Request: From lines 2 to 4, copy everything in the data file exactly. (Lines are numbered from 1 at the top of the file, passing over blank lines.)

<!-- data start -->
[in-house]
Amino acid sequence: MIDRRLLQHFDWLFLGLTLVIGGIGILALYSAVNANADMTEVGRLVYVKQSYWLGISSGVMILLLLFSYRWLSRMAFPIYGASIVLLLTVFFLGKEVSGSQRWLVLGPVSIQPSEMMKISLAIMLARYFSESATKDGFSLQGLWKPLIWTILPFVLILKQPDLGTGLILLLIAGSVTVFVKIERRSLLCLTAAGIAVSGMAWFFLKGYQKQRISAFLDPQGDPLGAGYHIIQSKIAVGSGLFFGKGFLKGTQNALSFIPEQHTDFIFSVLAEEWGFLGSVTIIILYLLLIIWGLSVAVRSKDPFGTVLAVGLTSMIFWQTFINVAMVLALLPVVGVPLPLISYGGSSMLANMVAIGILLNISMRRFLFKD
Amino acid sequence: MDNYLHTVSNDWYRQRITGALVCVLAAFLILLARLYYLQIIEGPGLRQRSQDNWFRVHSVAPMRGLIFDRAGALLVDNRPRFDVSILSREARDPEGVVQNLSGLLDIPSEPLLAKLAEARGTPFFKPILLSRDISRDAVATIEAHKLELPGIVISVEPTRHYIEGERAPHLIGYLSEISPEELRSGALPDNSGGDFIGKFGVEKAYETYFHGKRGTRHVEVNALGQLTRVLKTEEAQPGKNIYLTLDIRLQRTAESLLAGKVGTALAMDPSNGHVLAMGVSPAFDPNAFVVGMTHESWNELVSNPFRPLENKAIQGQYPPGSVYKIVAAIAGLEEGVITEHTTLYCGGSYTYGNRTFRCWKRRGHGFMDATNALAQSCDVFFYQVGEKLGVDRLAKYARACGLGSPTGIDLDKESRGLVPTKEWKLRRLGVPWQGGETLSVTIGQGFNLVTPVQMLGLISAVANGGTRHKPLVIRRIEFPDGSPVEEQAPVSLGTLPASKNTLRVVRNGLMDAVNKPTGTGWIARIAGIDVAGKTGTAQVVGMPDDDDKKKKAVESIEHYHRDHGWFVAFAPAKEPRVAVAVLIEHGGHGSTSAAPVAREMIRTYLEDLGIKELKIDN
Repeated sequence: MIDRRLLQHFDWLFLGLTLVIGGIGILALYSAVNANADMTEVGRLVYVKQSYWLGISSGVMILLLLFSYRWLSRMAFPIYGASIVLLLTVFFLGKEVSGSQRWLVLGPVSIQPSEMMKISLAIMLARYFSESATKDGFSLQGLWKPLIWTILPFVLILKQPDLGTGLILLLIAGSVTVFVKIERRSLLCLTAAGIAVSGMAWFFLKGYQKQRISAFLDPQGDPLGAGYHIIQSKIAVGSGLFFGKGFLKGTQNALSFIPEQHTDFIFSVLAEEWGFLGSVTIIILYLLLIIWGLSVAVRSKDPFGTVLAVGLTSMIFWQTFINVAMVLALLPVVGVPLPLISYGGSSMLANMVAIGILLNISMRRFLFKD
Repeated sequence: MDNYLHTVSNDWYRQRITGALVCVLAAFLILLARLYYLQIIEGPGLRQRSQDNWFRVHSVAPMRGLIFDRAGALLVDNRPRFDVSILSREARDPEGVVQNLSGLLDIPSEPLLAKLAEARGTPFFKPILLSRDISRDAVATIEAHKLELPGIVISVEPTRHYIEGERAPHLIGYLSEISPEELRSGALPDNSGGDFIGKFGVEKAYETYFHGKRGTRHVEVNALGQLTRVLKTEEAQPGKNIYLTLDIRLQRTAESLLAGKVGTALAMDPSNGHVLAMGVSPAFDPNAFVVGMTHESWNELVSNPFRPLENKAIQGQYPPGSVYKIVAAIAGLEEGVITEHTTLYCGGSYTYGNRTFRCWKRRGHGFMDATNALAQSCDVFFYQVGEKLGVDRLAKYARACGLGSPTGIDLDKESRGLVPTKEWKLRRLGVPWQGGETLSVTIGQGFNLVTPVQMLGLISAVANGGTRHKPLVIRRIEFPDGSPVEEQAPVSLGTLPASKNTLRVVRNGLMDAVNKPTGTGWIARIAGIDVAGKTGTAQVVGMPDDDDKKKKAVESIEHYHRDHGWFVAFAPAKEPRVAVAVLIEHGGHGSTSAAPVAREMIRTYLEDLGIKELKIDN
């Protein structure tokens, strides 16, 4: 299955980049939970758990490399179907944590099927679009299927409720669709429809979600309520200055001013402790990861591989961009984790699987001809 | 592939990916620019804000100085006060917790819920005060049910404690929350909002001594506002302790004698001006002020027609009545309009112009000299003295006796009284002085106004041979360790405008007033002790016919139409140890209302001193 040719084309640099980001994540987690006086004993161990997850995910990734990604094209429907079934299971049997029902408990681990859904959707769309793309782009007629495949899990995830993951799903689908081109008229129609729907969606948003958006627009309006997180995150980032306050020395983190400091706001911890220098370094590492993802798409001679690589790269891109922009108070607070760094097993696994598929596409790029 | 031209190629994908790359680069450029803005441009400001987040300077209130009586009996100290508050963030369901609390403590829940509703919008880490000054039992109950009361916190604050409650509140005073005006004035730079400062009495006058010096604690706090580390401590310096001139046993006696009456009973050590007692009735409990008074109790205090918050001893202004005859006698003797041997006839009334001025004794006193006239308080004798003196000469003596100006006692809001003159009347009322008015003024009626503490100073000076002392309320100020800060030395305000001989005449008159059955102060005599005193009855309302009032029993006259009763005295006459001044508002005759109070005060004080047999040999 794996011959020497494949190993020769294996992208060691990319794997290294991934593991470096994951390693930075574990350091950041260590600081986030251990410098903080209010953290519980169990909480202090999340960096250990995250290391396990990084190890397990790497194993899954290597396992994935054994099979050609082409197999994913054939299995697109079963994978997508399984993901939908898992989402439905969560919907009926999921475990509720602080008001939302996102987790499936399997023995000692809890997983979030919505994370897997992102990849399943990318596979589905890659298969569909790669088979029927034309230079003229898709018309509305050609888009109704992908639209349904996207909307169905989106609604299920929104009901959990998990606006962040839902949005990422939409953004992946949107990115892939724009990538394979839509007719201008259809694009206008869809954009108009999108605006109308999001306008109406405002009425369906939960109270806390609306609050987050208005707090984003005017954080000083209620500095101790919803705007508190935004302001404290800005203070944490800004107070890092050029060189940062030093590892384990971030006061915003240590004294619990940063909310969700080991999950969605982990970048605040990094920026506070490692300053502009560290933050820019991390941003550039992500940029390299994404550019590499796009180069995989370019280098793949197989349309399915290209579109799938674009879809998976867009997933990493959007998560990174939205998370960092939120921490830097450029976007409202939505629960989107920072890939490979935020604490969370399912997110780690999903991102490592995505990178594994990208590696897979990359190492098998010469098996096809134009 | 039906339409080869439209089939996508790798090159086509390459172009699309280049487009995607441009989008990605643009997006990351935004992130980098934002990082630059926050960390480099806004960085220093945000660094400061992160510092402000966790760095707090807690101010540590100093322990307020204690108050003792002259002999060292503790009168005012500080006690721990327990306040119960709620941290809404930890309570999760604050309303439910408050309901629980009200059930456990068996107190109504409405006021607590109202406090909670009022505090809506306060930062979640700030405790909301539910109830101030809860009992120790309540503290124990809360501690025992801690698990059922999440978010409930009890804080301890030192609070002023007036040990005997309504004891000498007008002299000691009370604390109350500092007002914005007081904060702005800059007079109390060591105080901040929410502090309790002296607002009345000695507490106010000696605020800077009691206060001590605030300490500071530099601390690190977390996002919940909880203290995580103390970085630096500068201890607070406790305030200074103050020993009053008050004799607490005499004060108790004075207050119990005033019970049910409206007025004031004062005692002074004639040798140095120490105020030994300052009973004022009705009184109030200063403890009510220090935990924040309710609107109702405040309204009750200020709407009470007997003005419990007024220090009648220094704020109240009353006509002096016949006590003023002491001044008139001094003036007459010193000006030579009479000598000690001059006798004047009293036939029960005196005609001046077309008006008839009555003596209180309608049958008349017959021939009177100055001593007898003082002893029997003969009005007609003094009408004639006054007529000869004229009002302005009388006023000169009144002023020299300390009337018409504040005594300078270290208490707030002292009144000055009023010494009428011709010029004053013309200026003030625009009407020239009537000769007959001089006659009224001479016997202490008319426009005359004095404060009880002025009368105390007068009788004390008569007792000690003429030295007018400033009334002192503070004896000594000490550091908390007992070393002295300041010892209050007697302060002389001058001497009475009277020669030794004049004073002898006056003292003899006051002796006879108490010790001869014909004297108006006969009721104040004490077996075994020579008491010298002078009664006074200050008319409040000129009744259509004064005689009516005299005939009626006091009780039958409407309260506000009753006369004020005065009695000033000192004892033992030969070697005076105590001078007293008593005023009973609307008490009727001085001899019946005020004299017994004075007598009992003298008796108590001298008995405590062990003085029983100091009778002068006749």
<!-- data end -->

Amino acid sequence: MIDRRLLQHFDWLFLGLTLVIGGIGILALYSAVNANADMTEVGRLVYVKQSYWLGISSGVMILLLLFSYRWLSRMAFPIYGASIVLLLTVFFLGKEVSGSQRWLVLGPVSIQPSEMMKISLAIMLARYFSESATKDGFSLQGLWKPLIWTILPFVLILKQPDLGTGLILLLIAGSVTVFVKIERRSLLCLTAAGIAVSGMAWFFLKGYQKQRISAFLDPQGDPLGAGYHIIQSKIAVGSGLFFGKGFLKGTQNALSFIPEQHTDFIFSVLAEEWGFLGSVTIIILYLLLIIWGLSVAVRSKDPFGTVLAVGLTSMIFWQTFINVAMVLALLPVVGVPLPLISYGGSSMLANMVAIGILLNISMRRFLFKD
Amino acid sequence: MDNYLHTVSNDWYRQRITGALVCVLAAFLILLARLYYLQIIEGPGLRQRSQDNWFRVHSVAPMRGLIFDRAGALLVDNRPRFDVSILSREARDPEGVVQNLSGLLDIPSEPLLAKLAEARGTPFFKPILLSRDISRDAVATIEAHKLELPGIVISVEPTRHYIEGERAPHLIGYLSEISPEELRSGALPDNSGGDFIGKFGVEKAYETYFHGKRGTRHVEVNALGQLTRVLKTEEAQPGKNIYLTLDIRLQRTAESLLAGKVGTALAMDPSNGHVLAMGVSPAFDPNAFVVGMTHESWNELVSNPFRPLENKAIQGQYPPGSVYKIVAAIAGLEEGVITEHTTLYCGGSYTYGNRTFRCWKRRGHGFMDATNALAQSCDVFFYQVGEKLGVDRLAKYARACGLGSPTGIDLDKESRGLVPTKEWKLRRLGVPWQGGETLSVTIGQGFNLVTPVQMLGLISAVANGGTRHKPLVIRRIEFPDGSPVEEQAPVSLGTLPASKNTLRVVRNGLMDAVNKPTGTGWIARIAGIDVAGKTGTAQVVGMPDDDDKKKKAVESIEHYHRDHGWFVAFAPAKEPRVAVAVLIEHGGHGSTSAAPVAREMIRTYLEDLGIKELKIDN
Repeated sequence: MIDRRLLQHFDWLFLGLTLVIGGIGILALYSAVNANADMTEVGRLVYVKQSYWLGISSGVMILLLLFSYRWLSRMAFPIYGASIVLLLTVFFLGKEVSGSQRWLVLGPVSIQPSEMMKISLAIMLARYFSESATKDGFSLQGLWKPLIWTILPFVLILKQPDLGTGLILLLIAGSVTVFVKIERRSLLCLTAAGIAVSGMAWFFLKGYQKQRISAFLDPQGDPLGAGYHIIQSKIAVGSGLFFGKGFLKGTQNALSFIPEQHTDFIFSVLAEEWGFLGSVTIIILYLLLIIWGLSVAVRSKDPFGTVLAVGLTSMIFWQTFINVAMVLALLPVVGVPLPLISYGGSSMLANMVAIGILLNISMRRFLFKD